Abstract 1711: Effect of Obesity on Activation of the Renin Angiotensin-Aldosterone system in Patients with Moderate to Advanced Heart Failure
Epidemiologic studies have shown that obesity is a risk factor for the development of heart failure (HF); however, the mechanism(s) that link obesity to the development of HF are not known. Given that components of the renin angiotensin aldosterone system (RAAS) are synthesized within adipose tissue, we tested the hypothesis that RAAS is progressively activated in HF patients in direct relation to their body mass index (BMI). Accordingly, we prospectively studied plasma renin activity (PRA) and aldosterone (ALDO) in patients (n =25 group) with NYHA class II–III heart failure (HF) and an ejection fraction (EF) < 40% who were normal weight (NW; BMI < 25), overweight (OW;BMI 25 – 29.9) and obese (OB; BMI > 30). Measurements of PRA and ALDO were obtained after 12 hours of fasting in the sitting and standing position. All HF medications were withheld on the day of study.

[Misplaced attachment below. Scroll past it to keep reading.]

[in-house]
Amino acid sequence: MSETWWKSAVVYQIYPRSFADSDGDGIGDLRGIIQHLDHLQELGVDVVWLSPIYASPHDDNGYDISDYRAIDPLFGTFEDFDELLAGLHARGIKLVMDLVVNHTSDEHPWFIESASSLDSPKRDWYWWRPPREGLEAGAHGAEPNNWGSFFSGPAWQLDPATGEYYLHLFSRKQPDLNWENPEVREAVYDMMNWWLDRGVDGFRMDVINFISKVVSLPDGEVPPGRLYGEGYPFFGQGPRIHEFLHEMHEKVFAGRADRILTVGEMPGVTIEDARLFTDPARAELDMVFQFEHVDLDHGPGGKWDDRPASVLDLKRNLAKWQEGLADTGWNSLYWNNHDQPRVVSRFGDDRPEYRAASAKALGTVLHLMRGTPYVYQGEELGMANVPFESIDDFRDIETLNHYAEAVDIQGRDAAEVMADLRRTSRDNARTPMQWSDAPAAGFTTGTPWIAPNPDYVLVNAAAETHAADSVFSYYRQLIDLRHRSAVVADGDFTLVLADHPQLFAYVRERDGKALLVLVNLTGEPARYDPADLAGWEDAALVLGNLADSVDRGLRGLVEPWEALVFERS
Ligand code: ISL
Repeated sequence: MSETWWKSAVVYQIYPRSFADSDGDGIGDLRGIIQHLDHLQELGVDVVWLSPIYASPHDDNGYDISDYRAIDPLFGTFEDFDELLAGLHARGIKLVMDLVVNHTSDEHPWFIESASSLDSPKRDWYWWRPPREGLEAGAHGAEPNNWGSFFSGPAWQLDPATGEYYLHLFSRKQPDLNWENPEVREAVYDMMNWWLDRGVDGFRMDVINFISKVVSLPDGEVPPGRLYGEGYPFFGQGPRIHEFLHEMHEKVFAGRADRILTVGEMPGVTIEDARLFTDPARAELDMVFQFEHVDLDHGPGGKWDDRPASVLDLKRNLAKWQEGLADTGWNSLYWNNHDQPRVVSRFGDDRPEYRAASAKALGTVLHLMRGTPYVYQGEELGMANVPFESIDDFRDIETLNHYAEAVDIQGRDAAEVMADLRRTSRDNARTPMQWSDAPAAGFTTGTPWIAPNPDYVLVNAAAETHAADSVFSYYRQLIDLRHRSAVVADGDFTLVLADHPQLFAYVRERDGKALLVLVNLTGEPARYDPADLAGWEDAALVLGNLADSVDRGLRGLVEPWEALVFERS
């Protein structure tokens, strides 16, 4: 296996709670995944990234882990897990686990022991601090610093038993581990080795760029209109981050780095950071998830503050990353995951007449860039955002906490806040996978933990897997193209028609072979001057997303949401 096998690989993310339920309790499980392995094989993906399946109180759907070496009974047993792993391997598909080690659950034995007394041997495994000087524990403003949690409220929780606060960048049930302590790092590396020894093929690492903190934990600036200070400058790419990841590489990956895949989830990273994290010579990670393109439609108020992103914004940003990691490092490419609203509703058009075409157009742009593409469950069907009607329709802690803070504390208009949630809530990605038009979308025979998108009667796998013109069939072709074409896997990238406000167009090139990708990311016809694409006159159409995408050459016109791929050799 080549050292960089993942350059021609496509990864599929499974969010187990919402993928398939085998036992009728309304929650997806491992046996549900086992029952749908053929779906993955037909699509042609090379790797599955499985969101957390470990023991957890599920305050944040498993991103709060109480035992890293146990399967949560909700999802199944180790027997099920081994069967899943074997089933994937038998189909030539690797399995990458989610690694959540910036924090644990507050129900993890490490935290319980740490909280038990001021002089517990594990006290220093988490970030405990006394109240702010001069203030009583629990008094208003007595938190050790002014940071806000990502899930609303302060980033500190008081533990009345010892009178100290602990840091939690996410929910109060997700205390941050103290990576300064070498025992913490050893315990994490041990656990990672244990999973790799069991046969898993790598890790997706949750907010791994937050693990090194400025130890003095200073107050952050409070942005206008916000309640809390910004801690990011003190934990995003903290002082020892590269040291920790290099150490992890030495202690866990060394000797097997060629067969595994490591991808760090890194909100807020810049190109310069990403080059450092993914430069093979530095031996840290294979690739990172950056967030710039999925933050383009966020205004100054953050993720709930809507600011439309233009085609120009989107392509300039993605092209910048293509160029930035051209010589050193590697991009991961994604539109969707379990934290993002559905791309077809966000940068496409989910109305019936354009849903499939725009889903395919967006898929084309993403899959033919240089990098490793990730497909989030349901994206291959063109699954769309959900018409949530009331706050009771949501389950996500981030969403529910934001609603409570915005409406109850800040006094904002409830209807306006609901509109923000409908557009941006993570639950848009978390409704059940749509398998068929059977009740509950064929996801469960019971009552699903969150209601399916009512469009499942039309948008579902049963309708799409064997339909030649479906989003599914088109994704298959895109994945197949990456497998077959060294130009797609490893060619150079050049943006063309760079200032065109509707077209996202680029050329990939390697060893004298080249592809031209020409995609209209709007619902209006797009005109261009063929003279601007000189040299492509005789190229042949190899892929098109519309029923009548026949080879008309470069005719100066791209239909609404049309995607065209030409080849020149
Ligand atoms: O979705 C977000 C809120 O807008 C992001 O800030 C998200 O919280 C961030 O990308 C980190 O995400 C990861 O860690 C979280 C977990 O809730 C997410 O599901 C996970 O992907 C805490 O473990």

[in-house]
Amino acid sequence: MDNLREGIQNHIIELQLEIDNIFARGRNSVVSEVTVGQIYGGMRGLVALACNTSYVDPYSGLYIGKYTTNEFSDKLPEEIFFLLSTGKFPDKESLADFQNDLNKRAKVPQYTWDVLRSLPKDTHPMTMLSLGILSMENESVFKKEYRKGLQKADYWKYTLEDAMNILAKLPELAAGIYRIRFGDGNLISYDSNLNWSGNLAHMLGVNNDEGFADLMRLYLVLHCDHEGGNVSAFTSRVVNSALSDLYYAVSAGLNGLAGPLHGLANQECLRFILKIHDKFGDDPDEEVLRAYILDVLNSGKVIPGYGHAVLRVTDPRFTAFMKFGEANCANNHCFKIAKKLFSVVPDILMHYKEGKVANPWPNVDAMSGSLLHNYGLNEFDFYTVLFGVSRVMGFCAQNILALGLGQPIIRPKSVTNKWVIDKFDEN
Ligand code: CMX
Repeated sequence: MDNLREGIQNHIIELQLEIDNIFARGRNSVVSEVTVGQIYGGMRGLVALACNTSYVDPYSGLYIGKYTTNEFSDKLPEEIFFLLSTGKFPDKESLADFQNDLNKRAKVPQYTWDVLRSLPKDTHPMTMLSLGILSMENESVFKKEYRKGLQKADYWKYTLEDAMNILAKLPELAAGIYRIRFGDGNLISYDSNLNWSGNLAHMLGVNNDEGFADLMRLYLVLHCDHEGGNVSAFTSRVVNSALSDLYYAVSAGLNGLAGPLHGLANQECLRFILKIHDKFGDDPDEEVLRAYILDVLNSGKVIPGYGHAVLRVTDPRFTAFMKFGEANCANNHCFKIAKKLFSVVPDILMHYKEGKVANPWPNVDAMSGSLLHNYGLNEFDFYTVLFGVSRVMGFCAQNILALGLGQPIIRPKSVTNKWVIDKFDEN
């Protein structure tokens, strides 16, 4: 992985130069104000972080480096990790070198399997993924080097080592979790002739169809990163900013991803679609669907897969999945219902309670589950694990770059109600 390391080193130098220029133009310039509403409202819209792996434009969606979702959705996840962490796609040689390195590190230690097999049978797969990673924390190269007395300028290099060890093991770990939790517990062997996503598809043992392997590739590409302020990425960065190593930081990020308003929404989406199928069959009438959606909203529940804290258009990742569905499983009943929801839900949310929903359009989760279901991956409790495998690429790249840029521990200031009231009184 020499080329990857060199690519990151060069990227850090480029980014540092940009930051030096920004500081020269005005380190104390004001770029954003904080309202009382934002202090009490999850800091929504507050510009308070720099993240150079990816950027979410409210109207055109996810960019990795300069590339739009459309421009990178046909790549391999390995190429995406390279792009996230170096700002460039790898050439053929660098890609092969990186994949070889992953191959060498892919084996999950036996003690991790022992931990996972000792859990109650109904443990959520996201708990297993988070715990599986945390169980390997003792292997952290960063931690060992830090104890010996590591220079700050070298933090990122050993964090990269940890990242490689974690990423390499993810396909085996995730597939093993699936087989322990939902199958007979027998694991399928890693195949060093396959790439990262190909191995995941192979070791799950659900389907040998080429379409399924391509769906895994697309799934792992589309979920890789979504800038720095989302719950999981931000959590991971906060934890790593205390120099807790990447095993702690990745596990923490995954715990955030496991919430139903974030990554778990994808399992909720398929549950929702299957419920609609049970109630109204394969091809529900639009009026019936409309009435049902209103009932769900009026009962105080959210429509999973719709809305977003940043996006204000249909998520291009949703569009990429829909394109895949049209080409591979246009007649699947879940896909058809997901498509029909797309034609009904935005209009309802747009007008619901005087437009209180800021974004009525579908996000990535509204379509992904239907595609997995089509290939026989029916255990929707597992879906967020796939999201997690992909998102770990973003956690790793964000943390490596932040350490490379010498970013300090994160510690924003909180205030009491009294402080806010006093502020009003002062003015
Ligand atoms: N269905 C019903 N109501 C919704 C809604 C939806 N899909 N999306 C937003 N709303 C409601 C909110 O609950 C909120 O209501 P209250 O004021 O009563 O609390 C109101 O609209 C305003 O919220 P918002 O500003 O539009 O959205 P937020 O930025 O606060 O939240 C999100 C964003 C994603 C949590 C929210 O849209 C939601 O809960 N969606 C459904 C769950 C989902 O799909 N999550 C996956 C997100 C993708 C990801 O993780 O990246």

Results: There was no difference in age in the NW (64.4 ± 11 y), OW (62.8 ± 13.6 y), and OB patients (59.5 ± 8 y), nor was there a difference in NYHA class and EF between groups: NW (21.6 ± 8 %), OW (26.9 ± 7%), and OB patients (21.7 ± 7%). The prevalence of co-morbidities were similar among groups, with the exception of diabetes, which was higher in the OW and OB patients compared to NW patients. Although there was no significant difference in the sitting and standing levels of PRA in NW and OW patients, there was a trend (p < 0.58) towards a significant increase in PRA in the OB patients. There was also no significant difference in the sitting and standing levels of ALDO in the NW patients; however there was a significant difference in sitting and standing ALDO levels in the OW (p < 0.002) and OB patients (p < 0.005). Moreover, the standing levels of ALDO were significantly higher (p <0.002) in the OB than in the OW patients.
Conclusion: Taken together these data show for the first time that there is a increase in RAAS activation in HF patients in direct relation to their BMI, and thus provide a plausible biological mechanism that links obesity to the increased incidence of HF observed in epidemiological studies.